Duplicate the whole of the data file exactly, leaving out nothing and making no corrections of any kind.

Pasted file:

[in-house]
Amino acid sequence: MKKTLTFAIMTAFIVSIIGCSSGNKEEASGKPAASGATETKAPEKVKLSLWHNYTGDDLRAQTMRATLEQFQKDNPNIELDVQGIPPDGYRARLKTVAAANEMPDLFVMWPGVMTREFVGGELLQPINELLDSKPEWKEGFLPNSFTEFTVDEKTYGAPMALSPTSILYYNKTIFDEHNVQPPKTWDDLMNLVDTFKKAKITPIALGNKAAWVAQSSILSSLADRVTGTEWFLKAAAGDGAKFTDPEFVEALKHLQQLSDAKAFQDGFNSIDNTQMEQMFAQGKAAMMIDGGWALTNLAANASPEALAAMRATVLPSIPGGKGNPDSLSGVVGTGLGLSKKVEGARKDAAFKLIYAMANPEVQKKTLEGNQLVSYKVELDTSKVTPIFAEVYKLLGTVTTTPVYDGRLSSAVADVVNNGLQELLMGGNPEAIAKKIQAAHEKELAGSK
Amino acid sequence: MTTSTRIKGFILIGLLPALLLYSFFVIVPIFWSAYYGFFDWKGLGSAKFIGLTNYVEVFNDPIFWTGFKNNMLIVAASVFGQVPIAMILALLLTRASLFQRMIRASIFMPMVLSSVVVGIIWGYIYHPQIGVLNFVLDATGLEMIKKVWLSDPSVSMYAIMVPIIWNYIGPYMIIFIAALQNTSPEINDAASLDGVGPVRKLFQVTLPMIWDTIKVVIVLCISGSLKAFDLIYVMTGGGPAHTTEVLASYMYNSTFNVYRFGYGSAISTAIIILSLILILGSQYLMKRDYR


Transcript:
[in-house]
Amino acid sequence: MKKTLTFAIMTAFIVSIIGCSSGNKEEASGKPAASGATETKAPEKVKLSLWHNYTGDDLRAQTMRATLEQFQKDNPNIELDVQGIPPDGYRARLKTVAAANEMPDLFVMWPGVMTREFVGGELLQPINELLDSKPEWKEGFLPNSFTEFTVDEKTYGAPMALSPTSILYYNKTIFDEHNVQPPKTWDDLMNLVDTFKKAKITPIALGNKAAWVAQSSILSSLADRVTGTEWFLKAAAGDGAKFTDPEFVEALKHLQQLSDAKAFQDGFNSIDNTQMEQMFAQGKAAMMIDGGWALTNLAANASPEALAAMRATVLPSIPGGKGNPDSLSGVVGTGLGLSKKVEGARKDAAFKLIYAMANPEVQKKTLEGNQLVSYKVELDTSKVTPIFAEVYKLLGTVTTTPVYDGRLSSAVADVVNNGLQELLMGGNPEAIAKKIQAAHEKELAGSK
Amino acid sequence: MTTSTRIKGFILIGLLPALLLYSFFVIVPIFWSAYYGFFDWKGLGSAKFIGLTNYVEVFNDPIFWTGFKNNMLIVAASVFGQVPIAMILALLLTRASLFQRMIRASIFMPMVLSSVVVGIIWGYIYHPQIGVLNFVLDATGLEMIKKVWLSDPSVSMYAIMVPIIWNYIGPYMIIFIAALQNTSPEINDAASLDGVGPVRKLFQVTLPMIWDTIKVVIVLCISGSLKAFDLIYVMTGGGPAHTTEVLASYMYNSTFNVYRFGYGSAISTAIIILSLILILGSQYLMKRDYR